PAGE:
CARY, N.C. (WNCN) — While North Carolina’s stay-at-home order remains in effect, an increasing number of people are turning online to stay in touch with family and friends.
However, cyber security experts warn against third party apps saying they can put people’s personal data at risk.
“I wanted to maintain my social distancing as well as connect with some of my friends. I’m definitely missing some of that social interaction that we have on a normal basis,” said Houseparty app user Lance Liggett.
Houseparty, owned by Cary-based Epic Games, allows users to video chat and play games with friends.
Recently the app came under fire with users claiming after downloading Houseparty their Netflix or Spotify accounts were hacked.
Houseparty denies those claims, going so far to offer a $1,000,000 bounty to anyone who can prove a breach.
“Now more than ever communities around the world need to be able to connect with each other. It’s a responsibility Houseparty takes seriously and why our team is dedicated to the safety and privacy of our millions of customers. The world trusts Houseparty to connect them when they need it most and we won’t let them down. The Houseparty app is safe for use on any mobile device and is protected by industry leading encryption, so your data and your experience are never in jeopardy,” said a Houseparty spokesperson in a statement.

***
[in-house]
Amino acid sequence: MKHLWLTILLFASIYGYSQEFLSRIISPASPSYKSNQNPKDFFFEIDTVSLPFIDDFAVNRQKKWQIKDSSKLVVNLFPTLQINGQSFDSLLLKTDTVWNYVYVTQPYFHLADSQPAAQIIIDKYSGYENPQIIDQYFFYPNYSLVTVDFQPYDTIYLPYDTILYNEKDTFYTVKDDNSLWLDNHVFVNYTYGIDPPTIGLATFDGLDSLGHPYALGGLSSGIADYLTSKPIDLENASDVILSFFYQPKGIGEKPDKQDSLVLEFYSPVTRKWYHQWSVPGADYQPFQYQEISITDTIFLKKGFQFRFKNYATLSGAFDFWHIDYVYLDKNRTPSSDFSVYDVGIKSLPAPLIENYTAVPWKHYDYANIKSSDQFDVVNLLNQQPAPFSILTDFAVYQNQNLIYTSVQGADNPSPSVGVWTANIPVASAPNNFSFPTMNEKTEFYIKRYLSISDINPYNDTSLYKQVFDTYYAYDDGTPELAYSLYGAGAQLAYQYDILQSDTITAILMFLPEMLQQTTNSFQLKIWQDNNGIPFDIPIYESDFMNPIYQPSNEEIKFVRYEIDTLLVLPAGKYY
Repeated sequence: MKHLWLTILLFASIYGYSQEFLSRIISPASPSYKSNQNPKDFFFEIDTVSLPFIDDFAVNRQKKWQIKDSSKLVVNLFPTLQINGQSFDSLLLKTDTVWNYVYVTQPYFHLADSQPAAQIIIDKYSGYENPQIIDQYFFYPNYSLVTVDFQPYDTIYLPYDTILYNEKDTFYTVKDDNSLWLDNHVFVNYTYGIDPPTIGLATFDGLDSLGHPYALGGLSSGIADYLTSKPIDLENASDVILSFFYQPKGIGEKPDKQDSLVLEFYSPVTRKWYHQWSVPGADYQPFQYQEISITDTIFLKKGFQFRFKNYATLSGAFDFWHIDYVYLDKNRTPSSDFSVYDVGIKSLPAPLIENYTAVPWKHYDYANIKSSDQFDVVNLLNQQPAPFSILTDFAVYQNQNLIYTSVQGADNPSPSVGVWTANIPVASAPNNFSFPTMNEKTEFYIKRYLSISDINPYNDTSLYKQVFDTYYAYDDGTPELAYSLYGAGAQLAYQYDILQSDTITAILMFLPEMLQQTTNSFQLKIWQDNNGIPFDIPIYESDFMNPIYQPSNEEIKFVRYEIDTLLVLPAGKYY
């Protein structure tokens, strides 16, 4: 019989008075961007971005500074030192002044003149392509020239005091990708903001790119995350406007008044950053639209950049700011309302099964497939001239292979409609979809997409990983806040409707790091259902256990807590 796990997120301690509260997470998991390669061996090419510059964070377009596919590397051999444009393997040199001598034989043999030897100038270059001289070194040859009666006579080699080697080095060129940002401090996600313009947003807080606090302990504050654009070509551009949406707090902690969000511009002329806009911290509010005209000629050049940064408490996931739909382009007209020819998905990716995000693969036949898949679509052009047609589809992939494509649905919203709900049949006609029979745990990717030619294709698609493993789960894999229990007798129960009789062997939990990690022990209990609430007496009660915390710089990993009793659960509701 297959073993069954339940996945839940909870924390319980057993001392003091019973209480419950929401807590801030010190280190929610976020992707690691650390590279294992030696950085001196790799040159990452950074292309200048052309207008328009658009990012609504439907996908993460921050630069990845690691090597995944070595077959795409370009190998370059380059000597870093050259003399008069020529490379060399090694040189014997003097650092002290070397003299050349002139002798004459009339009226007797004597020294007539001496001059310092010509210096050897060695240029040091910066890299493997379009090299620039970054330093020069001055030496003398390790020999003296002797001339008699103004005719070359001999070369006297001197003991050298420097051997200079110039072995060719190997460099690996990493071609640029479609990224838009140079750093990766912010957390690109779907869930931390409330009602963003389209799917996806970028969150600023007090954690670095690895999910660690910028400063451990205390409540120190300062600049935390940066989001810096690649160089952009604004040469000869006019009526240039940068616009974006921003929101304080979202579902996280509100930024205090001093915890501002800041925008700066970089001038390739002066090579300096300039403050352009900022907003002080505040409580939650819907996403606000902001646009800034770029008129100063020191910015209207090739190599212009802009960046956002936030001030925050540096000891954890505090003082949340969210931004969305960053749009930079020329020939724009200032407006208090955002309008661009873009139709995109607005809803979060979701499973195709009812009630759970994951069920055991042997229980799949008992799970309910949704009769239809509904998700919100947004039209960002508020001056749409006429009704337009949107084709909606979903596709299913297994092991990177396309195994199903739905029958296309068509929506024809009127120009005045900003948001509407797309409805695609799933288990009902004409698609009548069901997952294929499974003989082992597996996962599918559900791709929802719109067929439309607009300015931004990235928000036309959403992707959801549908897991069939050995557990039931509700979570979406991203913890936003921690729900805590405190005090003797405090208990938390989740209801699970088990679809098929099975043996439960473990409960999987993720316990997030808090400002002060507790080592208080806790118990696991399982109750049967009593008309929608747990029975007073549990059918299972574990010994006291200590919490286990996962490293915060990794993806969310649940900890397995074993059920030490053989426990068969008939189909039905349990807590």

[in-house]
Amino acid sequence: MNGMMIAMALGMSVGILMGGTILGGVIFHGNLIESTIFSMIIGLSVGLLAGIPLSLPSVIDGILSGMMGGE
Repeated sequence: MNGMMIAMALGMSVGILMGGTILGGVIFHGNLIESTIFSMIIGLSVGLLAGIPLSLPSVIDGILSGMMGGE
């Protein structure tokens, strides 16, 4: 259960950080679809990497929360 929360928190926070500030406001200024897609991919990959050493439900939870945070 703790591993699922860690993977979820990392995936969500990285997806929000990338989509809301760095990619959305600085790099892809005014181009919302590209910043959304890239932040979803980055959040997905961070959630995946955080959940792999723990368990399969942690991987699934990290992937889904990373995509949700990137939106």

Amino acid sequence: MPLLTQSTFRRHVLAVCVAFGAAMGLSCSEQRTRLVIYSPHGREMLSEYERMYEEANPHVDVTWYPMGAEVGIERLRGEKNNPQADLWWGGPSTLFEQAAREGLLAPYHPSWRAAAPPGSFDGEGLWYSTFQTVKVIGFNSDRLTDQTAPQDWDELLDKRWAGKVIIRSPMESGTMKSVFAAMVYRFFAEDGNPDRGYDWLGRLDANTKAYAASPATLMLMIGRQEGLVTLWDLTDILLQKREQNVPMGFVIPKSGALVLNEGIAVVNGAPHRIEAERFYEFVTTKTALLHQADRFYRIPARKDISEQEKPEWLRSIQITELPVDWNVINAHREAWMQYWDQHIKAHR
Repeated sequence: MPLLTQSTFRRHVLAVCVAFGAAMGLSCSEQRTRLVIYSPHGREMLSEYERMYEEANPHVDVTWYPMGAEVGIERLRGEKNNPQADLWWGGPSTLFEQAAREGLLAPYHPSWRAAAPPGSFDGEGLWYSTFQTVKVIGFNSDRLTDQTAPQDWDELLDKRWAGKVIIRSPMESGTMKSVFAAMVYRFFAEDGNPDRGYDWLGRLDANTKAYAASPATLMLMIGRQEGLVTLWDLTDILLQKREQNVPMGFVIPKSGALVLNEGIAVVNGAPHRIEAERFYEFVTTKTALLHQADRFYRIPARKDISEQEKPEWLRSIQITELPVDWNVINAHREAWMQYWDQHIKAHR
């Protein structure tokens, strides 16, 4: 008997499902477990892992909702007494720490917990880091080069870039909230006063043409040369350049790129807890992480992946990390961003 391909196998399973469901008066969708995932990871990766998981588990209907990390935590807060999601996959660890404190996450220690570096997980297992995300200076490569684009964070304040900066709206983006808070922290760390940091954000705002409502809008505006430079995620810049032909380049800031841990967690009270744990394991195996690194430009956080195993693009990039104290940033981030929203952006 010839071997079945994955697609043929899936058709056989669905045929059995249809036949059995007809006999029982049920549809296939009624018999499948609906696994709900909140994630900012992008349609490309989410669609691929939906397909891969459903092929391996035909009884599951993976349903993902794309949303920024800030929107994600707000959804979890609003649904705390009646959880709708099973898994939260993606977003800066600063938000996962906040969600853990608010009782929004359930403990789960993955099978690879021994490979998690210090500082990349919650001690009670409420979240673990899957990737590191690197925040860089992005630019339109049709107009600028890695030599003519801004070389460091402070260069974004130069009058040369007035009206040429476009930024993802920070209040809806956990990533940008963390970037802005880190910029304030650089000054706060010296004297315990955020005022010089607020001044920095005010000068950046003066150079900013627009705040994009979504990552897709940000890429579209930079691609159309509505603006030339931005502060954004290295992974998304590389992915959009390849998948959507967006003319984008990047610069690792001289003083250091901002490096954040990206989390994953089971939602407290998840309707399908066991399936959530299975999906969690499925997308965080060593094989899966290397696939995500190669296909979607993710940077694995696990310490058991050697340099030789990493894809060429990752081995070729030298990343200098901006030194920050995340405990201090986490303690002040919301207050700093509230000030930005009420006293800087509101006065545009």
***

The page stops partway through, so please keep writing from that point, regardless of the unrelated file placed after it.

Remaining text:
Giovanni Masucci, president of National Digital Forensics, warns against using some third-party apps such as Zoom to communicate with loved ones.
“Zoom is able to be hacked,” said Masucci. “What I understand is Zoom is working to fix that problem.”
He suggests before downloading any third-party app, users should upgrade their device and have anti-virus and anti-malware protection installed.
“If you use any of this software, the biggest thing is that you have to make sure your devices are secured. That’s number one,” said Masucci.
Masucci also recommends taking a close look at an app’s privacy settings before downloading.
“Once you download and agree to it, it has access to your contacts, your pictures, your emails, even any contact on your device,” he said.
He also cautions against using apps with ads in them, saying those ads could contain malware.
Masucci highly recommends utilizing virtual private network or VPN when working from home, which provides a tunnel encrypted at both ends.
“It’s harder for someone to hack that VPN tunnel, that network, to gain access to any of your device information or your personal information,” he said.
Masucci suggests if users suspect something is going wrong with the app they are using, to disconnect from it immediately.
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